Charter Schools Suing D.C. Advance Case

     WASHINGTON (CN) – A federal judge advanced most of a challenge by charter schools that call funding by District of Columbia inadequate.
     The District of Columbia Association of Chartered Public Schools teamed with two Washington charter schools last year in a lawsuit that accused the district of giving charter schools less funding than it does regular public schools.
     Claiming that the district regularly sends funds to D.C. public schools without using the funding formula outlined in the School Reform Act, the charter schools said students in public schools thus get more money than students in the city’s charter institutions.
     Though D.C. moved to dismiss, U.S. District Judge Tanya Chutkan found it too early Thursday to decide assess the congressional intent to make that determination.
     Chutkan did rule, however, that the charter schools do not have a case under the supremacy clause of the U.S. Constitution, since that provision is inapplicable to congressional actions that govern Washington exclusively.
     Chutkan found the district clause, not the supremacy clause, determines what the “supreme” law of the land is in Washington.
     “Acts of Congress applicable exclusively to the district do not preempt local legislation because they are the supreme law of the land under the supremacy clause, but instead because they are the ‘supreme’ law of the district under the district clause,” the 32-page opinion states.
     To make its claims the Home Rule Act allows the D.C. Council to change parts of the School Reform Act, the district pointed to cases in which courts have supported the city council’s invalidation of acts of Congress that regulated Washington.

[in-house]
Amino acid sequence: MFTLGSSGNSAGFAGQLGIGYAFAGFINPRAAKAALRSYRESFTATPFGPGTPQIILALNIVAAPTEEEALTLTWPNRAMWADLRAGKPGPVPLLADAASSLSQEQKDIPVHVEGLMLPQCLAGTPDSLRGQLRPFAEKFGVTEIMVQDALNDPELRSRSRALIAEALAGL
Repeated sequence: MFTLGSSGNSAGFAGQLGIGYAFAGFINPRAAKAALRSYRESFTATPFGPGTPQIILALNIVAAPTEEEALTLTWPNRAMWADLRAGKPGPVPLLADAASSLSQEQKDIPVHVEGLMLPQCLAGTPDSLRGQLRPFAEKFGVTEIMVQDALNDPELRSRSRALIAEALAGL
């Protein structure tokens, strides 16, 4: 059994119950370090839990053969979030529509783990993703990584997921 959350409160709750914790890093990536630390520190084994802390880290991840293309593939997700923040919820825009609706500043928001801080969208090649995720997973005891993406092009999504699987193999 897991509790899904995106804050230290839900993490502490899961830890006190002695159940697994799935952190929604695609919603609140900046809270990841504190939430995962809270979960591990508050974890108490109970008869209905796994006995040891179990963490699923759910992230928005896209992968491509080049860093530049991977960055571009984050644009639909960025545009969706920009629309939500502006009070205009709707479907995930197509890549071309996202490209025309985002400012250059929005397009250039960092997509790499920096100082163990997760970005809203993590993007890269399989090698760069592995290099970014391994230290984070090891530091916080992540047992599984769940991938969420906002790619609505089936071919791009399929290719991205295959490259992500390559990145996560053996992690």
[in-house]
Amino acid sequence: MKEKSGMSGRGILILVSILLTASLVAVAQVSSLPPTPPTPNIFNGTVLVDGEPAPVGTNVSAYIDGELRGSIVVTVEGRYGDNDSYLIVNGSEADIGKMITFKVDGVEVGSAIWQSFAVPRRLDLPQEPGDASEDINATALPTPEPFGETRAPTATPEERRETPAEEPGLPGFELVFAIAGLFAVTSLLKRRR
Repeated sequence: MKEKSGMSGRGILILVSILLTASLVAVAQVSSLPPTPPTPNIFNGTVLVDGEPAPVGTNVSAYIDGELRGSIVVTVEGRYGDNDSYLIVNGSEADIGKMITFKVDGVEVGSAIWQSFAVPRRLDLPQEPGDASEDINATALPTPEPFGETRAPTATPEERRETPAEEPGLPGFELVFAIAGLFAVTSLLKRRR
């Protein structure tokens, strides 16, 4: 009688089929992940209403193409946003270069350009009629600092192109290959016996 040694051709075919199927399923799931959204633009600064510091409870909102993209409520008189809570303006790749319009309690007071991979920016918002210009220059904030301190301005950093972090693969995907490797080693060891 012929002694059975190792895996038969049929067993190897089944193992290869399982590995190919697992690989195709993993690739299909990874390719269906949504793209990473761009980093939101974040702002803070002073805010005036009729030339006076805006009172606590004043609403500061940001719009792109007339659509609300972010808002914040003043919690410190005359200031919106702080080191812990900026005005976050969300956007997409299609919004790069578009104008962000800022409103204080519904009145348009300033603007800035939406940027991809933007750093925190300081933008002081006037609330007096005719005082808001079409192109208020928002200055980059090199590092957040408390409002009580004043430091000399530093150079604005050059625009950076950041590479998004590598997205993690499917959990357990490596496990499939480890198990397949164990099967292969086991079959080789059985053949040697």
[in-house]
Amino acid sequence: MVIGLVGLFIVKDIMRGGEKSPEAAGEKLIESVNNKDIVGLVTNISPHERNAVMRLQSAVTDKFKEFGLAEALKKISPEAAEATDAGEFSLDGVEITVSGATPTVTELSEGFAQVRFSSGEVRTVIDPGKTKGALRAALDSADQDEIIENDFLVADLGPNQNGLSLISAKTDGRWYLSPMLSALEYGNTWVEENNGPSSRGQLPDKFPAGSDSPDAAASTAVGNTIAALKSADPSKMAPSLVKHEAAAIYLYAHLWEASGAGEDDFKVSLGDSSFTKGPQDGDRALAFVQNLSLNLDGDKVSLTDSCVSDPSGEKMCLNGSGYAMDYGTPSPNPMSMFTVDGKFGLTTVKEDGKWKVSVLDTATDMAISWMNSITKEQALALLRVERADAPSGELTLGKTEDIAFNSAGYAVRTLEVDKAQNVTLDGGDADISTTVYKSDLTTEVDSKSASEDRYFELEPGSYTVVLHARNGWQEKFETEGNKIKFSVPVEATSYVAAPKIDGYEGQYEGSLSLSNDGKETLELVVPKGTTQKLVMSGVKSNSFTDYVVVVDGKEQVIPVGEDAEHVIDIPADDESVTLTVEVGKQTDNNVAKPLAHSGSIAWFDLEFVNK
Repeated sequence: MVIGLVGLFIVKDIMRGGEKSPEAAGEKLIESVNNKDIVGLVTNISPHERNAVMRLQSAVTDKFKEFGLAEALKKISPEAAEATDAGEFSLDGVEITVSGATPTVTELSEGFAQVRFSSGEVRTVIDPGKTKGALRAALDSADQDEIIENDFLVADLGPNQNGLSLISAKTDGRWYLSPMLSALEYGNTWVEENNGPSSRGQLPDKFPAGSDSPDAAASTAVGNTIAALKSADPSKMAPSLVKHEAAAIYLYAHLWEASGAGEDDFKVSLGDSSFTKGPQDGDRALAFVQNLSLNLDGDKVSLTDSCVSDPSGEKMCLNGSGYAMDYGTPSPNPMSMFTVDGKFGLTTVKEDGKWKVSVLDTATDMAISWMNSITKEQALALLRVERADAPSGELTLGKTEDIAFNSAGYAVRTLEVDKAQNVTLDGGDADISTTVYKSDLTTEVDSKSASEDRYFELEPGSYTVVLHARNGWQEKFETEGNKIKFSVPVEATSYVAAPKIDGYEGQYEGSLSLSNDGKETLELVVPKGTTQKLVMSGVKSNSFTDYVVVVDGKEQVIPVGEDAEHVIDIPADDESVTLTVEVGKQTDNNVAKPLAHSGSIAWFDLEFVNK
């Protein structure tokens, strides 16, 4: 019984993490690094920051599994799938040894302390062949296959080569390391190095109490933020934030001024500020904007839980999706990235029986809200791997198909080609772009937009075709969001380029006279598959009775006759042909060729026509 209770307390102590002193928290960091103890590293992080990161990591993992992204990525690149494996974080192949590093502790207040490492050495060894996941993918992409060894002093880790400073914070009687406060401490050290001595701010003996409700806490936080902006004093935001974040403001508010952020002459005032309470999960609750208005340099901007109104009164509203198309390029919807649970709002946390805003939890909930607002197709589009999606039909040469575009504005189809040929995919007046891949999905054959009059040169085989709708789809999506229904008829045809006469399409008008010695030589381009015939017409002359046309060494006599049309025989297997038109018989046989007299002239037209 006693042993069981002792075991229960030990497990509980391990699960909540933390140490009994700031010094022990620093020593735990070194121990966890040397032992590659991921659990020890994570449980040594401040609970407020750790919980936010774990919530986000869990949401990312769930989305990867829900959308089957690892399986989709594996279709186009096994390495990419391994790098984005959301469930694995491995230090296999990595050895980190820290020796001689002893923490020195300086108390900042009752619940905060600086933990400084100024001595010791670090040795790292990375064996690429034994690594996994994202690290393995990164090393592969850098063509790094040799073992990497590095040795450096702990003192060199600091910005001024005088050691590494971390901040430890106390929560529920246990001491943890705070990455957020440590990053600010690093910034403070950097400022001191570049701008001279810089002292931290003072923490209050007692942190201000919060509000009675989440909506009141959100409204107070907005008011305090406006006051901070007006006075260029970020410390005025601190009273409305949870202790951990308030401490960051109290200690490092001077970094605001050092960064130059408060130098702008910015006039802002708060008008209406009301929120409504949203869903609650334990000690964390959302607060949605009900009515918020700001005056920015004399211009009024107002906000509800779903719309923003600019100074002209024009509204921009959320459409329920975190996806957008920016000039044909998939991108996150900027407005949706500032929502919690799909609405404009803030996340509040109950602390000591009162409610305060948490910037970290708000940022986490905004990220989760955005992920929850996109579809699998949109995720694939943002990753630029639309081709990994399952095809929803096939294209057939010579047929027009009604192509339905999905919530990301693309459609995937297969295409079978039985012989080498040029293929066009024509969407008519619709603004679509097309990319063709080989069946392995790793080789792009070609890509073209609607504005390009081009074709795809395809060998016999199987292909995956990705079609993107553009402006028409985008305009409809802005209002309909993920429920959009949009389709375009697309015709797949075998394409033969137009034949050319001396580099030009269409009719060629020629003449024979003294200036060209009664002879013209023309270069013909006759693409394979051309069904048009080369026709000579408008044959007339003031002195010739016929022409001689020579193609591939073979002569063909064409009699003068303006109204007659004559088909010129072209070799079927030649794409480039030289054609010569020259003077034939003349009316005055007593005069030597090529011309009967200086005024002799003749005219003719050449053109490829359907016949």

The schools took issue with these cases, pointing out that all came from a time before Washington had its own city council, and the Home Rule Act explicitly allowed Washington’s city council to repeal acts passed before it took effect.
     But Chutkan ruled courts in the past have decided the council can invalidate acts of Congress from before the Home Rule Act for a different reason altogether.
     “The salient difference between the facts there and the facts here is that in those cases, there was no need to analyze Congressional intent regarding the D.C. Council’s delegated authority,” Chutkan wrote. “Before 1975, the D.C. Council as a semi-independent, popularly elected legislative body) did not exist.” (Parentheses in original.)
     It is unclear if Congress’ intended to allow the city council to amend the School Reform Act, Chutkan ruled in denying the district’s motion to dismiss the schools’ challenge under the Home Rule Act.
     “At this stage of the proceedings, it is enough to find that plaintiffs have alleged facts which, if true, raise their right to relief above the level of mere speculation,” the 32-page opinion states.
     In addition to advancing the Home Rule Act claim, Chutkan also refused to dismiss the charter schools’ claim under the School Reform Act.
     Stephen Howard Marcus, who represents the D.C. Association of Chartered Public Schools in the case, said Chutkan’s ruling might not have much impact on how the case is litigated going forward, and might even make the case move faster.
     Marcus said he expects the case to be resolved by summary judgment sometime in the next year.
     A representative for the D.C.Office of the Attorney General called Chutkan’s ruling a “win,” but also said the dismissal of the Supremacy Clause claim does not materially change how the case will move forward.

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